“Abe,” she replied, “you’re a hard man to fool.”
He consigned her to purgatory—covering City Hall—which left her little to do. Eventually she resigned. “Abe was a hard man to fool,” she commented.
The OED — bless its darkest-blue-covered heart — is a trifle iffy about the word:
Etymology: Of uncertain origin.
Then we are given clues:
Not improbably the word was originally military slang, either from obsolete Dutch schampen ‘to escape or flie, or to be gone’ (Hexham 1660), which is < Old French escamper to decamp, or from Italian scampare to decamp, run away: see discamp v. A less likely, though possible, supposition is that it represents a Middle English derivative of the Old French word, preserved in some non-literary dialect.
I’m happy with the military bit, the “discamping”, particularly so because Smollett employs it in a particular context:
O Molly! the sarvants at Bath are devils in garnet. They lite the candle at both ends—Here’s nothing but ginketting, and wasting, and thieving and tricking, and trigging; and then they are never content—They won’t suffer the ‘squire and mistress to stay any longer; because they have been already above three weeks in the house; and they look for a couple of ginneys a-piece at our going away; and this is a parquisite they expect every month in the season; being as how no family has a right to stay longer than four weeks in the same lodgings; and so the cuck swears she will pin the dish-clout to mistress’s tail; and the house-maid vows, she’ll put cowitch in master’s bed, if so be he don’t discamp without furder ado—I don’t blame them for making the most of their market, in the way of vails and parquisites; and I defy the devil to say I am a tail-carrier, or ever brought a poor sarvant into trouble.
Consider: armies are usually bodies (indeed: many about permanently to be) of young men. Men, that is, without women. Which missing ingredient has traditionally been supplied, legitimately or mendaciously by … camp-followers.
On the whole, the army structure disapproves of the individual soldier betaking himself off in search of a pressing need. Which may therefore require an unauthorised excursion out of camp. Or, in (very-)late Latin, that would be something like ex-campare (which certainly doesn’t appear in my Lewis and Short, with its equally darkest-blue-covered heart) and which, in French, becomes that escamper to decamp.
Continuing in the same theme, we arrive at—
The OED has just one citation from before the First World War for:
Ostentatious, exaggerated, affected, theatrical; effeminate or homosexual; pertaining to or characteristic of homosexuals.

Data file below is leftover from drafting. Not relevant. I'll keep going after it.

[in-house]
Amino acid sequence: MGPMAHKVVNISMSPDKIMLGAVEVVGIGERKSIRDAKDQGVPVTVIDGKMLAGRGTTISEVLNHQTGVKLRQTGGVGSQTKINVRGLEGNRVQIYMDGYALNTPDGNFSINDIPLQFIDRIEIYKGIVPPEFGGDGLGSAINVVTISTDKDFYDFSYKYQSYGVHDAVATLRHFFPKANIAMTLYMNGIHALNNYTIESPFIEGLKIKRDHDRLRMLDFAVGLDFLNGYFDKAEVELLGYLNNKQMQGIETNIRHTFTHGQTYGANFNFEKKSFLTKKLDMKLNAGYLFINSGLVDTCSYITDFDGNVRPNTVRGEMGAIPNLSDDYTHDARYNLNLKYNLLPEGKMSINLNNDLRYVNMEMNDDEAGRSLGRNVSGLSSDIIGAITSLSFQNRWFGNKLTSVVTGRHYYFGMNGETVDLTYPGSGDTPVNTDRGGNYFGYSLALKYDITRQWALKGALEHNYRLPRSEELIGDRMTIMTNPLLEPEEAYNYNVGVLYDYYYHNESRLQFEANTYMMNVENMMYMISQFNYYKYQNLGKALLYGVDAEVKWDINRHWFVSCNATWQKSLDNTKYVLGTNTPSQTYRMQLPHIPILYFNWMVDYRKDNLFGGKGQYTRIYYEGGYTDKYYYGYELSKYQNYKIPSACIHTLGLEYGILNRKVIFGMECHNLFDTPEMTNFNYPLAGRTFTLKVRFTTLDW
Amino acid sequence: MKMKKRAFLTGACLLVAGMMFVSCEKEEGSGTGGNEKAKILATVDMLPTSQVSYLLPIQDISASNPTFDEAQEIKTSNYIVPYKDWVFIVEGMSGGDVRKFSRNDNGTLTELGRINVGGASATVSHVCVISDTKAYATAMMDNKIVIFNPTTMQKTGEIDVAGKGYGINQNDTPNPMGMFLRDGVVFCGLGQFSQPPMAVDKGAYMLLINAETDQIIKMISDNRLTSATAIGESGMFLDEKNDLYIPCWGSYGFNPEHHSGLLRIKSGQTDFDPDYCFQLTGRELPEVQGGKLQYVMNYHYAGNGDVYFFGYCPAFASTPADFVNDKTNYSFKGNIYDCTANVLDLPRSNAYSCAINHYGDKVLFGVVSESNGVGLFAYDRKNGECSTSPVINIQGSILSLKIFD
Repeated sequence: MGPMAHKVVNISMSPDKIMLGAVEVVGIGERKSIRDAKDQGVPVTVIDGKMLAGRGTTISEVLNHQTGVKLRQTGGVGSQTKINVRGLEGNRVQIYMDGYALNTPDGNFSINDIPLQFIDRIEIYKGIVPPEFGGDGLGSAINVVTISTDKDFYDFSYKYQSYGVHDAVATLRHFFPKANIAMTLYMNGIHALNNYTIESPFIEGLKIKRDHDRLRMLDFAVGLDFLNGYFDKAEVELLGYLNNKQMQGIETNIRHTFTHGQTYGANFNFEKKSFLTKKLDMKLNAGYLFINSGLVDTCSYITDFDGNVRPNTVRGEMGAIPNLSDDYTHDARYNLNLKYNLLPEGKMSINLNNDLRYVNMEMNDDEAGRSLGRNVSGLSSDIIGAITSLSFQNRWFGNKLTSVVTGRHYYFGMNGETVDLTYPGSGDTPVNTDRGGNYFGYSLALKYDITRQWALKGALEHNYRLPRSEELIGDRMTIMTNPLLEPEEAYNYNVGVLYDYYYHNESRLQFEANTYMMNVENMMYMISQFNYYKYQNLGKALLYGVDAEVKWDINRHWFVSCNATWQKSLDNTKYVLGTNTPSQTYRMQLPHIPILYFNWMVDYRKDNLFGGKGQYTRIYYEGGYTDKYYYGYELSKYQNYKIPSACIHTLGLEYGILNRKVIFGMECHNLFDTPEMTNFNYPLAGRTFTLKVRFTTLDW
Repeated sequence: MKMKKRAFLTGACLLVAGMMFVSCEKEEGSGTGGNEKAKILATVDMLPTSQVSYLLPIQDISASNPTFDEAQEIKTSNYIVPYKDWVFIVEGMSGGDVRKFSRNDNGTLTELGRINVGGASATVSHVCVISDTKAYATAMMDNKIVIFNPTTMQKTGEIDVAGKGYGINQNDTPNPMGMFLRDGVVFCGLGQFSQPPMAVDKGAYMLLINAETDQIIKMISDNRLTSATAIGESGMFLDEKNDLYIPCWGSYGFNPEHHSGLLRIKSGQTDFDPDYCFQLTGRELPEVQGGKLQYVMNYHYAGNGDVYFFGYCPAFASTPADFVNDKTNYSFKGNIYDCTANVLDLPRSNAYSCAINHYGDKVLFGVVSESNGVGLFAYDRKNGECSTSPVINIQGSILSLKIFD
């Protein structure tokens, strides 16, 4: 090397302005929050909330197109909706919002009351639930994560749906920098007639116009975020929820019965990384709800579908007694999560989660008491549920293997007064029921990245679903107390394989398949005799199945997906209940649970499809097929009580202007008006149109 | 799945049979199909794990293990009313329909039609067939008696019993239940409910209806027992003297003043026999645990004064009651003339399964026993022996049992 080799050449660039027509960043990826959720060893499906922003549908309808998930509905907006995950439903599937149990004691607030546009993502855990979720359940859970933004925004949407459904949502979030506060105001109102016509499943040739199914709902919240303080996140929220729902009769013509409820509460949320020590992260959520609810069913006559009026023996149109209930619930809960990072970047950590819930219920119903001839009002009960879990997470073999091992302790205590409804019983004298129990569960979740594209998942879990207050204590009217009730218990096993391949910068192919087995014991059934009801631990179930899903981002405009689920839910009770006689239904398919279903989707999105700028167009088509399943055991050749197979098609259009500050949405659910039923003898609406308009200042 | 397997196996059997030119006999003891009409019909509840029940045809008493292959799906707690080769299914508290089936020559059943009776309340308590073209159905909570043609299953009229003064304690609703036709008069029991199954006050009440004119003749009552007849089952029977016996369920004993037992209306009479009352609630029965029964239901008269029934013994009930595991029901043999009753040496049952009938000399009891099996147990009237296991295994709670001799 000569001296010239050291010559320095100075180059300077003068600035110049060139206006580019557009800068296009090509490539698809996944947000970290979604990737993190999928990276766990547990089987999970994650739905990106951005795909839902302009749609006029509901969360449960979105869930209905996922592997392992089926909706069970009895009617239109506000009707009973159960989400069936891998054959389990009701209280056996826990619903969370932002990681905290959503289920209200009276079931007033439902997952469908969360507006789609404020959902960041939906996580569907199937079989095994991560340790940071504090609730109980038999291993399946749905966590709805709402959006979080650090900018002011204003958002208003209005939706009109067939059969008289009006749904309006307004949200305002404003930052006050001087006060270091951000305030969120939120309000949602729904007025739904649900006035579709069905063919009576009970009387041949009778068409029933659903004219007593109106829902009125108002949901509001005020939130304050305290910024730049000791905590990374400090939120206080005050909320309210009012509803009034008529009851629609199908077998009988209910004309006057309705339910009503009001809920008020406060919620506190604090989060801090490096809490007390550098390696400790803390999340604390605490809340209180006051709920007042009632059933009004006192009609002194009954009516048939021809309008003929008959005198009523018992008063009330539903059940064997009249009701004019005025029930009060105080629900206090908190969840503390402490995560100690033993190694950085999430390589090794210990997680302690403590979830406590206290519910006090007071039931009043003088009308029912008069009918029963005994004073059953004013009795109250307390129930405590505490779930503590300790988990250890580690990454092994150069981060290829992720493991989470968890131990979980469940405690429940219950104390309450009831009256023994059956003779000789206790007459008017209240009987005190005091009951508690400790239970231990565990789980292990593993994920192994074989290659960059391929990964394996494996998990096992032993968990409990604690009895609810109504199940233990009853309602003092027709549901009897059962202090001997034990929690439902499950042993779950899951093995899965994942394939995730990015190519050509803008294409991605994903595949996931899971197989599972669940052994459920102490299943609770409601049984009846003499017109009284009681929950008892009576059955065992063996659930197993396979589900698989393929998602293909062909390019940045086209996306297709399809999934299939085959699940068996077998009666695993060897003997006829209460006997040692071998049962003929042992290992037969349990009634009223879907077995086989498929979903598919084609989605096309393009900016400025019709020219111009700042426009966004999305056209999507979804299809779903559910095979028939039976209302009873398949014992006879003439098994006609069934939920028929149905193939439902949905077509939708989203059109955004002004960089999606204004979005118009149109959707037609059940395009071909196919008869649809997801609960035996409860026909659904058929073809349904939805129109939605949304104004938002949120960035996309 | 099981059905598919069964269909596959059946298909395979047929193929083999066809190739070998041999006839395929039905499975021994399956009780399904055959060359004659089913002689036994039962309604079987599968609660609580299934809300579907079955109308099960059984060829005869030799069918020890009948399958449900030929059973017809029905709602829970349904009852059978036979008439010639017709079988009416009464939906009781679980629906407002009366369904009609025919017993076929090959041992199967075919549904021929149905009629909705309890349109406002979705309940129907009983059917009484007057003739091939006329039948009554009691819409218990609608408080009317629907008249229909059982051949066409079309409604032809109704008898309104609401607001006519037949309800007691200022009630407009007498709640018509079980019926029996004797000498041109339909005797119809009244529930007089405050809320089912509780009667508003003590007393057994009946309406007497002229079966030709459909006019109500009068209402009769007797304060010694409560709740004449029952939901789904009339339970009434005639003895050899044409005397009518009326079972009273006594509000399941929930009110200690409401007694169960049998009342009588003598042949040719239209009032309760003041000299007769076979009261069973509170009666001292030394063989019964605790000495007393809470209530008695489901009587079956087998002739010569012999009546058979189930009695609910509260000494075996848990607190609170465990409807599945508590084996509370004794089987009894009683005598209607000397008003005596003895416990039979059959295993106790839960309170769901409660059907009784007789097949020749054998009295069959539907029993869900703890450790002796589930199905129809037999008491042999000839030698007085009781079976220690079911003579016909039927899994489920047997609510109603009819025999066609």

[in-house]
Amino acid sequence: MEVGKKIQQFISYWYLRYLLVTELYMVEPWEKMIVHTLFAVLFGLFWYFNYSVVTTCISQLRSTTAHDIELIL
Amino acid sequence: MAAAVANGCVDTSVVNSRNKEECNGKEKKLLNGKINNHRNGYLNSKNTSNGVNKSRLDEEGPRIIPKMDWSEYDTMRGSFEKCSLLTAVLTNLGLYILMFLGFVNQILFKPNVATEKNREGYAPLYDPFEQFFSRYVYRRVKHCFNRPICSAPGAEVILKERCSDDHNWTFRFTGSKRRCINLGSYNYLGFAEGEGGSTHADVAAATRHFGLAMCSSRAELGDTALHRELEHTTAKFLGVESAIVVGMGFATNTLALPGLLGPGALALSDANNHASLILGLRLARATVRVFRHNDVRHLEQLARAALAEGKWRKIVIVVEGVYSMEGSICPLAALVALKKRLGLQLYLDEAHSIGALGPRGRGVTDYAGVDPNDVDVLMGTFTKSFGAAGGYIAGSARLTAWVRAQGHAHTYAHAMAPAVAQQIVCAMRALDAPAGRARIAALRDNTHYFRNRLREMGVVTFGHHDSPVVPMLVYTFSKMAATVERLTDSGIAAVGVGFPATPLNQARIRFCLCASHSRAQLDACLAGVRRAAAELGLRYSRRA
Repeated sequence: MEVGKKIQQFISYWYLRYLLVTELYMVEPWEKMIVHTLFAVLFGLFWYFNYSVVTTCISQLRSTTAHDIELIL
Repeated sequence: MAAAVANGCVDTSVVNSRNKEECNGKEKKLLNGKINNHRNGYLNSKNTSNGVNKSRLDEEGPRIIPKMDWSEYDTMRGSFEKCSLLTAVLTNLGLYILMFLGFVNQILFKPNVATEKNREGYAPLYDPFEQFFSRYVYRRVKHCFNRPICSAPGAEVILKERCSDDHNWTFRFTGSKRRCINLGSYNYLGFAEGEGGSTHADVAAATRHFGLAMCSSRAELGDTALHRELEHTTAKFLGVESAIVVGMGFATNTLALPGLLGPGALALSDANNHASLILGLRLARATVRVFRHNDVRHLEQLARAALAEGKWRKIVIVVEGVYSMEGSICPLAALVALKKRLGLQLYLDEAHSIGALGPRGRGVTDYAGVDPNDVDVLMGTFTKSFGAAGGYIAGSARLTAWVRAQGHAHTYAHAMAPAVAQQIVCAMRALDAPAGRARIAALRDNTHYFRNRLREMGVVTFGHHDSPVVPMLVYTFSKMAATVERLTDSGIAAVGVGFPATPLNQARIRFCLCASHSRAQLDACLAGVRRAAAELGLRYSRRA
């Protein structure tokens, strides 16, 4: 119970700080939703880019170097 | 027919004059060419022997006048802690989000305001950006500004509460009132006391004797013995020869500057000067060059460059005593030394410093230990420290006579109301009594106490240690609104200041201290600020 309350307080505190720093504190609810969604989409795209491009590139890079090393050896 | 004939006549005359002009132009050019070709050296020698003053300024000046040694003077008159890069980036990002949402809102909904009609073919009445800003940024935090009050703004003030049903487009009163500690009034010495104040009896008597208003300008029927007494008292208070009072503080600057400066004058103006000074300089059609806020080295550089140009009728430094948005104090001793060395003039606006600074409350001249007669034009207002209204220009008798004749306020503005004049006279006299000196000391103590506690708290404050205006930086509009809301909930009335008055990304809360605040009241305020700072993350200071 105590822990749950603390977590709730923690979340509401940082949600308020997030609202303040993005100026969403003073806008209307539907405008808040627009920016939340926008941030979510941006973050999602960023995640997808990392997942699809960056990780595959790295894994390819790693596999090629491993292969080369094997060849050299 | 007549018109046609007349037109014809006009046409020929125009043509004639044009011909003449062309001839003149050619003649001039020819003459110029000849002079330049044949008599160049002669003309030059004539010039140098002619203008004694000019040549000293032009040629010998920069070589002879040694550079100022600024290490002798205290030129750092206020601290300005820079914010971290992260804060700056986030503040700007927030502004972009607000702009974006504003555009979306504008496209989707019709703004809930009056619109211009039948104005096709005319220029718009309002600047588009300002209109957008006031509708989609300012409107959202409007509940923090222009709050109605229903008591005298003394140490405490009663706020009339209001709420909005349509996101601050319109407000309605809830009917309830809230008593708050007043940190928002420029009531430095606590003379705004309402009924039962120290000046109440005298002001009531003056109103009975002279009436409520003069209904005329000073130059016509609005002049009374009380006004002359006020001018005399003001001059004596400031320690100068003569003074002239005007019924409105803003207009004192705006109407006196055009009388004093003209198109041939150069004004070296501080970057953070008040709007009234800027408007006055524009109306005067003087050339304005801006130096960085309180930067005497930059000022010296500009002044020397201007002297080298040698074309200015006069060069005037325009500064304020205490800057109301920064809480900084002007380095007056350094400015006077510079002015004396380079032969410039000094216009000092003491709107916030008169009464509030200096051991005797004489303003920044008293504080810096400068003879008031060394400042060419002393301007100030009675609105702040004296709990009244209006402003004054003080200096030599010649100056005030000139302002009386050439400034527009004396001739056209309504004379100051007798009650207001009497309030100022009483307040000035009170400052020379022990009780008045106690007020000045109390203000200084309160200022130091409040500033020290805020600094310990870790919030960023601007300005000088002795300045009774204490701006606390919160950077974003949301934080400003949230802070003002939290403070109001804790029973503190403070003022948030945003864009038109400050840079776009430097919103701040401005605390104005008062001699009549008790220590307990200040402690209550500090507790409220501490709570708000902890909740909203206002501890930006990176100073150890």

The source for that is:
James Redding Ware, Passing English of the Victorian era: a dictionary of heterodox English, slang, and phrase; 1909.
Ware, by the way, deserves recognition for creating (under the pen-name of ” Andrew Forrester”) “Miss Gladden”, one of the earliest female detectives in fiction.
Sonntag, bloody Sonntag
Back in 1964, the young Susan Sonntag wrote an essay, Notes on “Camp”, and tried to provide an all-embracing description:
Random examples of items which are part of the canon of Camp:
The Brown Derby restaurant on Sunset Boulevard in LA
The Enquirer, headlines and stories
Aubrey Beardsley drawings
Visconti’s direction of Salome and ‘Tis Pity She’s a Whore
certain turn-of-the-century picture postcards
Schoedsack’s King Kong
the Cuban pop singer La Lupe
Lynn Ward’s novel in woodcuts, God’s Man
the old Flash Gordon comics
women’s clothes of the twenties (feather boas, fringed and beaded dresses, etc.)
the novels of Ronald Firbank and Ivy Compton-Burnett
stag movies seen without lust
Err … yes. And no, because many of those mean very little to me.
Still, the essay is worth the study, if only because it strings together a quick history of the pretentious:
The late 17th and early 18th century is the great period of Camp: Pope, Congreve, Walpole, etc, but not Swift; les précieux in France; the rococo churches of Munich; Pergolesi. Somewhat later: much of Mozart.
I can take that, or leave it, but feel she is nearer the bone with this:
This [“the thing as pure artifice”] comes out clearly in the vulgar use of the word Camp as a verb, “to camp,” something that people do. To camp is a mode of seduction — one which employs flamboyant mannerisms susceptible of a double interpretation; gestures full of duplicity, with a witty meaning for cognoscenti and another, more impersonal, for outsiders. Equally and by extension, when the word becomes a noun, when a person or a thing is “a camp,” a duplicity is involved. Behind the “straight” public sense in which something can be taken, one has found a private zany experience of the thing.
“To camp is a mode of seduction”
Which puts us into the seduction of advertising, and all — scamper, camp, the meretricious and the mendacious — became clear: —
There you have a complete definition: the gaudiness, showmanship, excess, lack of taste: not to omit a prime exponent, Richard Branson.